“A book is a loaded gun in the house next door…Who knows who might be the target of the well-read man?”
Bradbury’s seminal dystopian novel is one of the key texts of the McCarthyite era in post-war America. Bradbury describes a world in many ways very much like his own, but where firemen burn books, where the population are distracted from an understanding of their lack of freedom and the threat of nuclear war by the bread and circuses of wall-sized flat screen televisions, and in-ear “sea-shell thimbles”, and where suspects are hunted down by helicopter and summarily executed on live television.
“If you don’t want a man unhappy politically, don’t give him two sides to a question to worry him; give him one. Better yet, give him none. Let him forget there is such a thing as war…. Give the people contests they win by remembering the words to more popular songs or the names of state capitals or how much corn Iowa grew last year..”
Bradbury tells his story through the eyes of a fireman, Montag. (This choice of name is interesting – is it a reference to Montague, Romeo’s surname, or the German word for Monday, probably the least popular day of the week?) Montag accepts his place in life until, like Winston Smith and Bernard Marx before him, a chance meeting with a charismatic free thinking character precipitates a change in his perspective. In Montag’s case the grenade that explodes his comfortable assumptions is his teenage neighbour, Clarisse, whose free-thinking causes him to question his life and his own perceived happiness. She starts the process whereby his life rapidly unravels.
There are some chilling moments in the novel – his wife Mildred overdoses on sleeping pills and has her stomach pumped and blood cleansed by some matter of fact medical attendants, blasé about the sheer numbers of suicides they have to deal with; Montag witnesses the suicide by burning of a woman who refuses to leave her house when it is set on fire by the firemen for the crime of owning some books; the genuinely scary Hound, an eight-legged robotic dog that tracks people by their scent kills unthinkingly. (The Hound has taken against Montag, seemingly able to smell his nascent rebellion). But despite these ideas, and the war that erupts at the end of the novel, the narrative still end on a strangely positive note – all the attempts to destroy literature have been wasted, because it lives on in the minds of the rebels who have memorised it, and who will be part of the rebuilding of society.
Captain Beatty, Montag’s fire chief, is an enigmatic character. Bradbury uses him as the principal expositor, explaining in conversation with Montag how we came to this – how books lost their value as they were replaced by radio, film, and television, and were abridged and censored. Ironically exactly the same fate befell this novel, as for years the published version was bowdlerised (without Bradbury’s knowledge) to remove mild curse words. It was a small step to this, Beatty explains, to the burning of books in the name of public happiness. Beatty defends his role as a book (and people) burner, but when he goads Montag into killing him it seems a form of suicide (death by fireman?). Beatty’s alter-ego in the novel is Faber, a reclusive academic, who helps Montag escape from the pursuing hound after his confrontation with Beatty.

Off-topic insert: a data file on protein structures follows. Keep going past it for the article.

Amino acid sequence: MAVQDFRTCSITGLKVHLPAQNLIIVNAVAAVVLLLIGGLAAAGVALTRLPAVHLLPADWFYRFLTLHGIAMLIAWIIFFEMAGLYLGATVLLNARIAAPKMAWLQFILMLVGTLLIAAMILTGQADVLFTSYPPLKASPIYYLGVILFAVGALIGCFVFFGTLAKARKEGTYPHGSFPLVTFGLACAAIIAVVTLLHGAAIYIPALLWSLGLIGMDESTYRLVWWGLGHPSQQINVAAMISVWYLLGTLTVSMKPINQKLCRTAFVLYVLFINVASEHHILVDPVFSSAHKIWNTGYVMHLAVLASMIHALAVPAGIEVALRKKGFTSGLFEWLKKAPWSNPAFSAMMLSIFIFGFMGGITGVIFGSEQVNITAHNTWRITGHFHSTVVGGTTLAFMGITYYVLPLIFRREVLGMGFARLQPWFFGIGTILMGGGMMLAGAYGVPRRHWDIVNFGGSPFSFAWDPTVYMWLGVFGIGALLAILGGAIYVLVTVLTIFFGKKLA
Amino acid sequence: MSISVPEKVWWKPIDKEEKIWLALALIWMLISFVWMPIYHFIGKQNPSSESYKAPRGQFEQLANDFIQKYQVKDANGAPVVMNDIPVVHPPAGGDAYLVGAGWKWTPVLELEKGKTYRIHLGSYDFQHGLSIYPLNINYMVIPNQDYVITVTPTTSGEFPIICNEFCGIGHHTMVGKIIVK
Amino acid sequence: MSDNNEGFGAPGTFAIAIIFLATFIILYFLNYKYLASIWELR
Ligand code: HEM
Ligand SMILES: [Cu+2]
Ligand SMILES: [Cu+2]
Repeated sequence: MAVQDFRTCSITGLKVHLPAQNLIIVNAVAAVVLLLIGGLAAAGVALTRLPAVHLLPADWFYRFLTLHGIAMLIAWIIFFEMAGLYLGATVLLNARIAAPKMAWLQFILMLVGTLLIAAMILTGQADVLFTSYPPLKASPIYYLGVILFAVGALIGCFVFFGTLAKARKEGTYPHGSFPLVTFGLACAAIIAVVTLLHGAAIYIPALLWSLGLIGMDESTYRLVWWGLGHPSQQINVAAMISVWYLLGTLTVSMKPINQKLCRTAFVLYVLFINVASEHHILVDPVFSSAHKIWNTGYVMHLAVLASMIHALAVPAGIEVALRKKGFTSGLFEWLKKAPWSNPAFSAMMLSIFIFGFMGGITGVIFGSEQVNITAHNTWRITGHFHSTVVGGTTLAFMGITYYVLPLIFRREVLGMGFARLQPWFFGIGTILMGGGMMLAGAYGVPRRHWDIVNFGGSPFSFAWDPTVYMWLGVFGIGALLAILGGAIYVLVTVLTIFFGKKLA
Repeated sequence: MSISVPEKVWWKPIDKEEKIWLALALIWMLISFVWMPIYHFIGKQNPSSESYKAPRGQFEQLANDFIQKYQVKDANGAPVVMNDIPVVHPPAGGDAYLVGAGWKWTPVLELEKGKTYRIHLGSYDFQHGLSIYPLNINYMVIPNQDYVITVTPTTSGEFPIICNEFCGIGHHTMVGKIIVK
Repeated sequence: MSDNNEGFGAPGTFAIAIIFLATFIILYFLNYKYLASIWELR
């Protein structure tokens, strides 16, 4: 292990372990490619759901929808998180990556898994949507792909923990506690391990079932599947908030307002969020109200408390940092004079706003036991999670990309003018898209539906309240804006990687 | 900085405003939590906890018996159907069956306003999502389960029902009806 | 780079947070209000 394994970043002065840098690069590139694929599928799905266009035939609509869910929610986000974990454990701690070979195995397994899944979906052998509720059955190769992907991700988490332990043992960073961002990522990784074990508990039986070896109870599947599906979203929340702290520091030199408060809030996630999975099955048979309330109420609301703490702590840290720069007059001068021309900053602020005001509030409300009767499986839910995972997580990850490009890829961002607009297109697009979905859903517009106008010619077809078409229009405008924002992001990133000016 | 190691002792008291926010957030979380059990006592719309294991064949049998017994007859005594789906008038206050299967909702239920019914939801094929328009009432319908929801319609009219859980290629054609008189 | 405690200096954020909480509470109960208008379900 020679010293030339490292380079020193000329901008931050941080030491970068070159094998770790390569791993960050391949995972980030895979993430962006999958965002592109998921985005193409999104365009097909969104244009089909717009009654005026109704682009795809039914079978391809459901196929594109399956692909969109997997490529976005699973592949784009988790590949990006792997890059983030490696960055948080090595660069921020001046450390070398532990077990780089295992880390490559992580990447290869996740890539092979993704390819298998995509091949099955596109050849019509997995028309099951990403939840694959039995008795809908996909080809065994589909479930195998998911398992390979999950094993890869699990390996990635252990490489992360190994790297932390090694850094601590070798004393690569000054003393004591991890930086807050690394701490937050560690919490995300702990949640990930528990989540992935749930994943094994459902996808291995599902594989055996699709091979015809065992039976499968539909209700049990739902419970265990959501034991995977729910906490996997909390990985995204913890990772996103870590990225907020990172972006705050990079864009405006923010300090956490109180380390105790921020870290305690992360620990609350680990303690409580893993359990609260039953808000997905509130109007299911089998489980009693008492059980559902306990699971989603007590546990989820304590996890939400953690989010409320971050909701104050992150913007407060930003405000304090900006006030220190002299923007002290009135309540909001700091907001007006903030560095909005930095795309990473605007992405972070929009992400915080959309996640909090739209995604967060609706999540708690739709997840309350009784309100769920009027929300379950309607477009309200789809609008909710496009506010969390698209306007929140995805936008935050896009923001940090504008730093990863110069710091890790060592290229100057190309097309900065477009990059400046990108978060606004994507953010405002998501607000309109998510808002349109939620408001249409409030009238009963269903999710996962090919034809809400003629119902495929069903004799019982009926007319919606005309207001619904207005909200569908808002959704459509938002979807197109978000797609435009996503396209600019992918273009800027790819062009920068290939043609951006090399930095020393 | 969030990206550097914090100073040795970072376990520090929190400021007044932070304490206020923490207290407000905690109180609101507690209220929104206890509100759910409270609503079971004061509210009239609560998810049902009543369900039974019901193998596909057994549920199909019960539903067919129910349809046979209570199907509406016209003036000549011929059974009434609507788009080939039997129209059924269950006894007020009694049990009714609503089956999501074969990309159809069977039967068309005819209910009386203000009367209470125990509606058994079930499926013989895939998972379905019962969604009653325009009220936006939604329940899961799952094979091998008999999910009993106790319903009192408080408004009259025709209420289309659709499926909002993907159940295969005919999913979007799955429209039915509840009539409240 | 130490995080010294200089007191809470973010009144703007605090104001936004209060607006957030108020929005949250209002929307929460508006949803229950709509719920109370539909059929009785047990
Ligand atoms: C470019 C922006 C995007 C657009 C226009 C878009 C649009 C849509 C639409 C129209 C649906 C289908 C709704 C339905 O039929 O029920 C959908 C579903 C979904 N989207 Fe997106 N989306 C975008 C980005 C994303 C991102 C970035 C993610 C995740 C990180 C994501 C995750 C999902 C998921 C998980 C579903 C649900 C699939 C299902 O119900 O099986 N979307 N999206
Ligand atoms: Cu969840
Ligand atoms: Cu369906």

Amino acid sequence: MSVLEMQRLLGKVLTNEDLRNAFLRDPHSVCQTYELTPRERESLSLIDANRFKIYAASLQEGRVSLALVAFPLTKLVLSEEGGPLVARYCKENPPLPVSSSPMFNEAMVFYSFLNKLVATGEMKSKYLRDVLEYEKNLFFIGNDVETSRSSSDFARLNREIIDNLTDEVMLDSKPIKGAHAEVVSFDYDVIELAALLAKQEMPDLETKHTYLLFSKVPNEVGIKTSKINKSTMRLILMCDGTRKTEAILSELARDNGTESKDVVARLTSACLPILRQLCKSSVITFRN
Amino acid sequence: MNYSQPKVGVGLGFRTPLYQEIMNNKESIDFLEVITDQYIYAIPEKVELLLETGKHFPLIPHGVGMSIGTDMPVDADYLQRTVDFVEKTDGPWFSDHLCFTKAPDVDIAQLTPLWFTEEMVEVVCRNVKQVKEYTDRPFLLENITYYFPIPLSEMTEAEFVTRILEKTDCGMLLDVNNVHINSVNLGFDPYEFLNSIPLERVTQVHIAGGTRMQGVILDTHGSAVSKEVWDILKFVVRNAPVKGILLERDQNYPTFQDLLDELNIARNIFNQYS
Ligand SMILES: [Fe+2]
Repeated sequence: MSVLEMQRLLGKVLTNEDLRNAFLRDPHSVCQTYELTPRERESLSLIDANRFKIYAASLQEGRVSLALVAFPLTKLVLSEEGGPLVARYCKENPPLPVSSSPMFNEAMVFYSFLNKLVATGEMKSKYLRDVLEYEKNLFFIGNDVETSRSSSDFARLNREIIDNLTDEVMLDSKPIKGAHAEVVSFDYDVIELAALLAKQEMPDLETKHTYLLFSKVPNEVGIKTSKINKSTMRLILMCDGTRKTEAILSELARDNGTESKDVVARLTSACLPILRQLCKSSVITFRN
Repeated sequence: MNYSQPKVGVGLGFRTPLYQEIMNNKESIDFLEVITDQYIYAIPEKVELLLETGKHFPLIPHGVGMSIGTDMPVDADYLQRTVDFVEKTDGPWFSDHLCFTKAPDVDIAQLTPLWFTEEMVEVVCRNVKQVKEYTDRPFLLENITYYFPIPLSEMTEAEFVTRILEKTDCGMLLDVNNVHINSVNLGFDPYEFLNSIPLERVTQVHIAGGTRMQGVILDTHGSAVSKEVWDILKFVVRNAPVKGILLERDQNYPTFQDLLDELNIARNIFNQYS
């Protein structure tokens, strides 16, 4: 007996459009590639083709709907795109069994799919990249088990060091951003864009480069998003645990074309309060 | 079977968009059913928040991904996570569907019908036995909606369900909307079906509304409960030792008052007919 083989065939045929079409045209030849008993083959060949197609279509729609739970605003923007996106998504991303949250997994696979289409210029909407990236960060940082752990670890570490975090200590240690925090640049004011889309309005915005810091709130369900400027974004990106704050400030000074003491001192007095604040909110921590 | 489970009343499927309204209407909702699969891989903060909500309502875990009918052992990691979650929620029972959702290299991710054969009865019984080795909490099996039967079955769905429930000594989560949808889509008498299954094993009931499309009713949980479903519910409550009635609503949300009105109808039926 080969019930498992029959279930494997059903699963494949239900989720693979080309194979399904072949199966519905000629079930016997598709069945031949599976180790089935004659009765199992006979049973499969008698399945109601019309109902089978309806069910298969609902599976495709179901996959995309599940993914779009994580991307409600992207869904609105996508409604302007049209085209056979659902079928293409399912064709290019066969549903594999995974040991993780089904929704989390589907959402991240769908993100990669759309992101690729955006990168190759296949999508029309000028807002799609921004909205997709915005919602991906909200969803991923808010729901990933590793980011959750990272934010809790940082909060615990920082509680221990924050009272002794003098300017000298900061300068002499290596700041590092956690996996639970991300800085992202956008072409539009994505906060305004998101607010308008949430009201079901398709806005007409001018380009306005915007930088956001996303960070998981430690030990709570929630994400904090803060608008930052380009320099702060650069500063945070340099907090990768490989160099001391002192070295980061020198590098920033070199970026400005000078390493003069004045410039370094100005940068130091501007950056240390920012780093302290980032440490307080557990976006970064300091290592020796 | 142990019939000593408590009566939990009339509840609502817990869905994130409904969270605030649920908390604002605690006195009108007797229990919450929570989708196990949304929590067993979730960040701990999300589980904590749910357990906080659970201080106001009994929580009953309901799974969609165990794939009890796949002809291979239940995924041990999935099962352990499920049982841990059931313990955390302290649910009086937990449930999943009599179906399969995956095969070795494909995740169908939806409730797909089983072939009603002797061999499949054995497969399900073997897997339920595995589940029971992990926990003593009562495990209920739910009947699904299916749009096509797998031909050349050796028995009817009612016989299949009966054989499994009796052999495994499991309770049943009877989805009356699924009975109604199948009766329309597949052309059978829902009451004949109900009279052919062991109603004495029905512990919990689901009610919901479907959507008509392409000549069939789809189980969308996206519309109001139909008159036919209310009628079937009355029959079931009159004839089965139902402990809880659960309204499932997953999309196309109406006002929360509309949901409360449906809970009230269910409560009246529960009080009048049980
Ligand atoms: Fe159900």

In my review of ‘Cat’s Cradle’ I described Vonnegut’s millennial novel as being the quintessential sixties novel. ‘Fahrenheit 451’ is a strong candidate for the equivalent from the 1950’s. The threat of all-out nuclear war, realised at the end of the novel, hangs over the whole narrative. Technology is threatening rather than liberating. Culture is diminished, intellectuals cast aside and marginalised, and freedom of speech severely restricted. This novel has other similarities with ‘Cat’s Cradle’ – the characters are mostly thinly sketched, with only Clarisse really coming to life, making it all the more unfortunate that Bradbury kills her off casually after an all too brief appearance, the plot is almost incidental to the narrative, and the novelists ideas are the most successful element of the book.
‘Fahrenheit 451’ is often classified as a science fiction novel. While it obviously has futuristic elements it is so much more than that – it is fundamentally a novel of ideas, a challenging discussion of the role of culture in modern society.